A whistleblower has come out to tell the story behind how Filipino esports organisation Omega Esports was banned by Valve for throwing the match against Mongolian team Lilgun.
On 23 November 2021, tournament organiser Beyond the Summit officially announced Omega’s ban from all Valve-sponsored events because of match-fixing against Lilgun.
Omega Esports also lost its Division One slot in the Southeast Asia Regional League.
In her tweet, Moon notes that the match-fixing was brought to light when an integrity team — a group of officials who check that teams are abiding by the games’ rules — alerted her about a potential suspicious game on 8 September 2021.
Moon also notes that she gave both teams a chance to come forward and confess, stating in her tweet, “So, i posted what i posted there, which i show publicly, to allow teams to come forward, to give a chance to them, to confess by themselves”.
Neither Omega nor Lilgun did so.
However, Moon was in Ukraine at the time, arranging another tournament. She was thus unable to start her investigation properly — relying on the match replays to find telltale signs of cheating, focusing on the moments, players’ movements and reaction times.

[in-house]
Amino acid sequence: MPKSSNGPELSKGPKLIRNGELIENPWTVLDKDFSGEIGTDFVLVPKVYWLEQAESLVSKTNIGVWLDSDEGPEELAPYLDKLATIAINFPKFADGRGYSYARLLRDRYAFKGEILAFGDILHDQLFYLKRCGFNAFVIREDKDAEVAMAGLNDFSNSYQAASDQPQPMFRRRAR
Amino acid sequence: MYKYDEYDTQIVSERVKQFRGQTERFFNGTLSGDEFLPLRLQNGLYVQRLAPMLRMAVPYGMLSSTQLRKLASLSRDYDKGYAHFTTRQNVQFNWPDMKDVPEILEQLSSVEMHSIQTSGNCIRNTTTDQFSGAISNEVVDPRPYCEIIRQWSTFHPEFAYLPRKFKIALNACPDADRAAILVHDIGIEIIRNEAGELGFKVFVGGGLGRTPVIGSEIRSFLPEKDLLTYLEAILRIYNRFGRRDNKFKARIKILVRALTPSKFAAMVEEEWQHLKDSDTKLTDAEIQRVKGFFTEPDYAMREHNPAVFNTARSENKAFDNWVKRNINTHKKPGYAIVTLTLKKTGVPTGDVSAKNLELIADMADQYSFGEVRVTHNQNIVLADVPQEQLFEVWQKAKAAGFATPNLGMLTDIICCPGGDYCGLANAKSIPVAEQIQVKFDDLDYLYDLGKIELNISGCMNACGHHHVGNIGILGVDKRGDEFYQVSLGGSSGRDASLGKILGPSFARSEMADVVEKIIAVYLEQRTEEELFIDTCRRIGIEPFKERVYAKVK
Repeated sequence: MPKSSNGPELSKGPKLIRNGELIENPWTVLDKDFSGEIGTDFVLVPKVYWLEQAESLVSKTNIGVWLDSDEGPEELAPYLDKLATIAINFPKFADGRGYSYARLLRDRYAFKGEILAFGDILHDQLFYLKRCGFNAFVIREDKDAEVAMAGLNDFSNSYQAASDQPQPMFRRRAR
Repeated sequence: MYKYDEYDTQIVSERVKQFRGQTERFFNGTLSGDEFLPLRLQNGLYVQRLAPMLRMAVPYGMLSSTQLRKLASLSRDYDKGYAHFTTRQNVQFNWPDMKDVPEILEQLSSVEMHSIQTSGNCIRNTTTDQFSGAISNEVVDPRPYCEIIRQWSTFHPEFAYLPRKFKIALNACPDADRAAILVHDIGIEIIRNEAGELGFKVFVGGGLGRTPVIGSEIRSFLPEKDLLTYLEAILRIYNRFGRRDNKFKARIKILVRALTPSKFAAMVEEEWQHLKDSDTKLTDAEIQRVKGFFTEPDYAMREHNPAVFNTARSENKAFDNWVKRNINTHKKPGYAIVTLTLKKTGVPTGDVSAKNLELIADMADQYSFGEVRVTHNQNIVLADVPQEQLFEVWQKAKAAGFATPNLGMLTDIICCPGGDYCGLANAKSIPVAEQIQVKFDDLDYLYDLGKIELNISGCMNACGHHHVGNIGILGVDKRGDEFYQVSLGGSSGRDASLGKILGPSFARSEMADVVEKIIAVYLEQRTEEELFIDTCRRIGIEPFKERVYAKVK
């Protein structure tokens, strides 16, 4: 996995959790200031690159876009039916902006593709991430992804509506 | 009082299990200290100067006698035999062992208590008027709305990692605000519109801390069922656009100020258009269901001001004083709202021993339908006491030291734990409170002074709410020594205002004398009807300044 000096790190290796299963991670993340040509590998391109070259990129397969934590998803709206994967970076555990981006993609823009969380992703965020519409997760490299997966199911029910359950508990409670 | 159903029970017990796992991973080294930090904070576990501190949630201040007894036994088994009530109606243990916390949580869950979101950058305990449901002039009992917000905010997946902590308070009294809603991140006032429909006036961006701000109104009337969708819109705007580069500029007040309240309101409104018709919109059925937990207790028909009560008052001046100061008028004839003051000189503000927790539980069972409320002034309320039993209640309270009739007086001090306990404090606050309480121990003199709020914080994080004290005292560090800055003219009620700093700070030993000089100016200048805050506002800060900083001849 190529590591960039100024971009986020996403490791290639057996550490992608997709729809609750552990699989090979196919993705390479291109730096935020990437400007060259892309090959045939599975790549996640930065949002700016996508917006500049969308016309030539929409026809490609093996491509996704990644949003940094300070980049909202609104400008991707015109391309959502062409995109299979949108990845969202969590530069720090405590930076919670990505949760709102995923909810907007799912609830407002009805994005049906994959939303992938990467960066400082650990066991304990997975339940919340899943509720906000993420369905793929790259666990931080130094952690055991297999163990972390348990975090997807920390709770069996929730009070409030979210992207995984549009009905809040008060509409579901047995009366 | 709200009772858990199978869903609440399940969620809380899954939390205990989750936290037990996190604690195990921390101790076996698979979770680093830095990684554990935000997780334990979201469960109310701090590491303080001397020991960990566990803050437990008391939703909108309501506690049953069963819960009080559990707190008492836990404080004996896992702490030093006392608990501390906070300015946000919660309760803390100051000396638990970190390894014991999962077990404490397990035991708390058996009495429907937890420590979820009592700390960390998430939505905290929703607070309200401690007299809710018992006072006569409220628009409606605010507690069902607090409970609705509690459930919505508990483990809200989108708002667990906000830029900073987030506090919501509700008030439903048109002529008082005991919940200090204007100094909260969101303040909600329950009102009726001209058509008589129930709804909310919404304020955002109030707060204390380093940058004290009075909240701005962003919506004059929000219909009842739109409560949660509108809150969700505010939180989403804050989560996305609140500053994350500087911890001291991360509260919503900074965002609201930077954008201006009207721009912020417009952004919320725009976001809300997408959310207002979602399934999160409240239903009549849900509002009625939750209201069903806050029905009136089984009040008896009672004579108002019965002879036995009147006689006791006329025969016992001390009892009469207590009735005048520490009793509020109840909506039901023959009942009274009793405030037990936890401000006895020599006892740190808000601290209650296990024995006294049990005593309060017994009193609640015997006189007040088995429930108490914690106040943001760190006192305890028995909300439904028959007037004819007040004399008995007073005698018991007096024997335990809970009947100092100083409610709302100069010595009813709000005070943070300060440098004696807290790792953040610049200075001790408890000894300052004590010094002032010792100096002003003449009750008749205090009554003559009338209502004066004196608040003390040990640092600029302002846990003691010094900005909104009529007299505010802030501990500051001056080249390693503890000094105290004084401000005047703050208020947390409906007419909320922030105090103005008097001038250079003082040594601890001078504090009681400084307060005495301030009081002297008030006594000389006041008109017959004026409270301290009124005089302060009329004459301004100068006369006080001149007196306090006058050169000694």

She noted that “It became really difficult also because Omega managed to draw some games, which was good because I encouraged CTY (Omega’s team captain) on those wins.”
Moon finally decided to send an email to Valve on 7 November 2021. She received a response on 16 November 2021, when Valve requested she provide more details about Omega’s attempt to cheat.
Moon highlights that she replied to their emails on 21 November 2021 before following up once more on 22 November 2021 and two more times on 23 November 2021.
Before she knew it, Omega ESports’ coach Chris “CTY” Ian Francis Maldo, was calling to tell her that Valve had banned the team from participating in any more events.
While integrity has always been at the top of Moon’s priority list, she can’t help but feel a sense of regret to hear that the ban has affected three of Omega’s players: Ramzi “Ramz” Bayhaki, Lee “Forev” Sang-don, and Liew “Eren” Jun Jie, who were not involved in the scandal but lost their jobs because of the incident.
Moon ends off her tweet, saying, “i want to also encourage teams to come forward if they have anything troubling them such as matchfixing or they just wish to admit, and talk to someone,” hoping that all further regional tournaments will feature only clean matches.